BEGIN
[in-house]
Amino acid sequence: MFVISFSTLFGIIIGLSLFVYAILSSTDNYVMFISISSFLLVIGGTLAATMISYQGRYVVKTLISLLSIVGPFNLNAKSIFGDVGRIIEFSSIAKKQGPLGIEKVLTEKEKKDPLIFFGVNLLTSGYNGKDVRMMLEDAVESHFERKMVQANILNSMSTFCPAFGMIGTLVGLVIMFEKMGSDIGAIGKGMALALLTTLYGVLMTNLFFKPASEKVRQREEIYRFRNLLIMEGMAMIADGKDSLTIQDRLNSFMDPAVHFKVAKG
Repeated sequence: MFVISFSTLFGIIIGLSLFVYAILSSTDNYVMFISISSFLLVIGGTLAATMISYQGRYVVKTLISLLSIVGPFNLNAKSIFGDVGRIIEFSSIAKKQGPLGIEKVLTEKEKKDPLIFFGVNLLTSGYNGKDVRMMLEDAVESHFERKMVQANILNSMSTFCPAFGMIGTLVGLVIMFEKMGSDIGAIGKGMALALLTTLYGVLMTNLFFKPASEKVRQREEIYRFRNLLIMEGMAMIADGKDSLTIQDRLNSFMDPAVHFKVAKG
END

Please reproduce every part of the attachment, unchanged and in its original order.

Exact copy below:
[in-house]
Amino acid sequence: MFVISFSTLFGIIIGLSLFVYAILSSTDNYVMFISISSFLLVIGGTLAATMISYQGRYVVKTLISLLSIVGPFNLNAKSIFGDVGRIIEFSSIAKKQGPLGIEKVLTEKEKKDPLIFFGVNLLTSGYNGKDVRMMLEDAVESHFERKMVQANILNSMSTFCPAFGMIGTLVGLVIMFEKMGSDIGAIGKGMALALLTTLYGVLMTNLFFKPASEKVRQREEIYRFRNLLIMEGMAMIADGKDSLTIQDRLNSFMDPAVHFKVAKG
Repeated sequence: MFVISFSTLFGIIIGLSLFVYAILSSTDNYVMFISISSFLLVIGGTLAATMISYQGRYVVKTLISLLSIVGPFNLNAKSIFGDVGRIIEFSSIAKKQGPLGIEKVLTEKEKKDPLIFFGVNLLTSGYNGKDVRMMLEDAVESHFERKMVQANILNSMSTFCPAFGMIGTLVGLVIMFEKMGSDIGAIGKGMALALLTTLYGVLMTNLFFKPASEKVRQREEIYRFRNLLIMEGMAMIADGKDSLTIQDRLNSFMDPAVHFKVAKG